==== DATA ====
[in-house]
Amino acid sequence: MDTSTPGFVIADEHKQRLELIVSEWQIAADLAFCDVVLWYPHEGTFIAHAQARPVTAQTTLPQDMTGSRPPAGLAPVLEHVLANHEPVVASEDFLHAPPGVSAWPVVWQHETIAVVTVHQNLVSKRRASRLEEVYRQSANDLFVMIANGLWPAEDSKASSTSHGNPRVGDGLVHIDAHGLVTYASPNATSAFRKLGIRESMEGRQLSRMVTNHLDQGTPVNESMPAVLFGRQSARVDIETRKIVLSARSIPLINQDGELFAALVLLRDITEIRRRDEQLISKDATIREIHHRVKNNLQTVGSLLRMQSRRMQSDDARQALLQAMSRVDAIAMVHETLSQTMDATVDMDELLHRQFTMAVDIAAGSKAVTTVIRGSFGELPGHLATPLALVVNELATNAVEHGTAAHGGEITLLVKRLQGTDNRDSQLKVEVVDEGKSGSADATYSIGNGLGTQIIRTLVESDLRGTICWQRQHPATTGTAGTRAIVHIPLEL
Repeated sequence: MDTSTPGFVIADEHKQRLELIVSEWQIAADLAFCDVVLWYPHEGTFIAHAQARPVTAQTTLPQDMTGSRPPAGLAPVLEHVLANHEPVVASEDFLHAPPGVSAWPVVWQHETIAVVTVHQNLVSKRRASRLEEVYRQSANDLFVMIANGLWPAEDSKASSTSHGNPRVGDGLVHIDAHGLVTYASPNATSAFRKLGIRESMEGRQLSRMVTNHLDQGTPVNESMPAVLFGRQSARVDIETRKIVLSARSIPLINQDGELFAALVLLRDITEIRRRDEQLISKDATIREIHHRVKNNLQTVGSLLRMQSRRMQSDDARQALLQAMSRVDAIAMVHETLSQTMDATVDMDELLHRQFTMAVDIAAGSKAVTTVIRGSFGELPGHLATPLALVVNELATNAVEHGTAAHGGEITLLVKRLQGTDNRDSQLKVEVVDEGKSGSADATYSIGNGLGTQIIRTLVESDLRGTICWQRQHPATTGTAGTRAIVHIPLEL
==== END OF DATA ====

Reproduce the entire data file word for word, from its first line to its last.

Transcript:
[in-house]
Amino acid sequence: MDTSTPGFVIADEHKQRLELIVSEWQIAADLAFCDVVLWYPHEGTFIAHAQARPVTAQTTLPQDMTGSRPPAGLAPVLEHVLANHEPVVASEDFLHAPPGVSAWPVVWQHETIAVVTVHQNLVSKRRASRLEEVYRQSANDLFVMIANGLWPAEDSKASSTSHGNPRVGDGLVHIDAHGLVTYASPNATSAFRKLGIRESMEGRQLSRMVTNHLDQGTPVNESMPAVLFGRQSARVDIETRKIVLSARSIPLINQDGELFAALVLLRDITEIRRRDEQLISKDATIREIHHRVKNNLQTVGSLLRMQSRRMQSDDARQALLQAMSRVDAIAMVHETLSQTMDATVDMDELLHRQFTMAVDIAAGSKAVTTVIRGSFGELPGHLATPLALVVNELATNAVEHGTAAHGGEITLLVKRLQGTDNRDSQLKVEVVDEGKSGSADATYSIGNGLGTQIIRTLVESDLRGTICWQRQHPATTGTAGTRAIVHIPLEL
Repeated sequence: MDTSTPGFVIADEHKQRLELIVSEWQIAADLAFCDVVLWYPHEGTFIAHAQARPVTAQTTLPQDMTGSRPPAGLAPVLEHVLANHEPVVASEDFLHAPPGVSAWPVVWQHETIAVVTVHQNLVSKRRASRLEEVYRQSANDLFVMIANGLWPAEDSKASSTSHGNPRVGDGLVHIDAHGLVTYASPNATSAFRKLGIRESMEGRQLSRMVTNHLDQGTPVNESMPAVLFGRQSARVDIETRKIVLSARSIPLINQDGELFAALVLLRDITEIRRRDEQLISKDATIREIHHRVKNNLQTVGSLLRMQSRRMQSDDARQALLQAMSRVDAIAMVHETLSQTMDATVDMDELLHRQFTMAVDIAAGSKAVTTVIRGSFGELPGHLATPLALVVNELATNAVEHGTAAHGGEITLLVKRLQGTDNRDSQLKVEVVDEGKSGSADATYSIGNGLGTQIIRTLVESDLRGTICWQRQHPATTGTAGTRAIVHIPLEL